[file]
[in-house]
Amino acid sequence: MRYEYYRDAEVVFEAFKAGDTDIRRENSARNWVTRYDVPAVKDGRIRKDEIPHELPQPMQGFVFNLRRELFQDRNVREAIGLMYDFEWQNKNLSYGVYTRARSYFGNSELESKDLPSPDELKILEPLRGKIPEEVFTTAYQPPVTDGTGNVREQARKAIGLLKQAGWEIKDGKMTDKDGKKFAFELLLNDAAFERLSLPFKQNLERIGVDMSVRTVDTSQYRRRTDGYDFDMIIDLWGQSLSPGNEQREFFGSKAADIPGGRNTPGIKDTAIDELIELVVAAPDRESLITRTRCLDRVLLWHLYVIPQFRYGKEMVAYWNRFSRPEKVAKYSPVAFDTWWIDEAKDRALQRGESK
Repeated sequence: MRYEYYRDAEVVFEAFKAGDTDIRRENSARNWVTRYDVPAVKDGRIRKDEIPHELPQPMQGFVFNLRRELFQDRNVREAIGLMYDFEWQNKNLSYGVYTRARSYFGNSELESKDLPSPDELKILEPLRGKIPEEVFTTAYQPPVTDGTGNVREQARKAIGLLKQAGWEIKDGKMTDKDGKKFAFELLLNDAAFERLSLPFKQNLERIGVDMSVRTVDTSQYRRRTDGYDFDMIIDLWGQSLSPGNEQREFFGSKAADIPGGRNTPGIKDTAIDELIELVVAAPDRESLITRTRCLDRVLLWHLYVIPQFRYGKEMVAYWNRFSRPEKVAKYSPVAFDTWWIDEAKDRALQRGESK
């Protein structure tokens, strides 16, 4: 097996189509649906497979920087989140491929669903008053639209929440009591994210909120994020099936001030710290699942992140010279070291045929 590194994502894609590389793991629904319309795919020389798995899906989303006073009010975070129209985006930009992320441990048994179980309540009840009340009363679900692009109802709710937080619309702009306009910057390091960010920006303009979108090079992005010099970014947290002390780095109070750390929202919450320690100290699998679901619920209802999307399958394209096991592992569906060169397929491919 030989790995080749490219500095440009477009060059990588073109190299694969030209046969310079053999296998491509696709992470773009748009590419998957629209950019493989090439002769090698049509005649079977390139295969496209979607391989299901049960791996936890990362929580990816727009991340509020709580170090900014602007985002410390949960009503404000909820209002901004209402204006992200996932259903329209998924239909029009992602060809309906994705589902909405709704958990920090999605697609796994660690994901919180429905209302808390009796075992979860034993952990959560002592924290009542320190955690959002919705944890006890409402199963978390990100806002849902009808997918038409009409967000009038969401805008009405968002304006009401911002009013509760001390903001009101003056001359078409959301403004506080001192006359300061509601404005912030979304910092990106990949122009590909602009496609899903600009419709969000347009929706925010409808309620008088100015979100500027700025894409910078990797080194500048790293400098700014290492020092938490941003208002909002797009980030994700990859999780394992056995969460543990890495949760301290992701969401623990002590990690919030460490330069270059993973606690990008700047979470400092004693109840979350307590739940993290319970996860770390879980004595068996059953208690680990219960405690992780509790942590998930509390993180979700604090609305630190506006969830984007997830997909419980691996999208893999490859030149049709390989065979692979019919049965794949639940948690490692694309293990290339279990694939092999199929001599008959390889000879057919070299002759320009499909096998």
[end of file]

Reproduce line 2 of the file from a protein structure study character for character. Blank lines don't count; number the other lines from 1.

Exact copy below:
Amino acid sequence: MRYEYYRDAEVVFEAFKAGDTDIRRENSARNWVTRYDVPAVKDGRIRKDEIPHELPQPMQGFVFNLRRELFQDRNVREAIGLMYDFEWQNKNLSYGVYTRARSYFGNSELESKDLPSPDELKILEPLRGKIPEEVFTTAYQPPVTDGTGNVREQARKAIGLLKQAGWEIKDGKMTDKDGKKFAFELLLNDAAFERLSLPFKQNLERIGVDMSVRTVDTSQYRRRTDGYDFDMIIDLWGQSLSPGNEQREFFGSKAADIPGGRNTPGIKDTAIDELIELVVAAPDRESLITRTRCLDRVLLWHLYVIPQFRYGKEMVAYWNRFSRPEKVAKYSPVAFDTWWIDEAKDRALQRGESK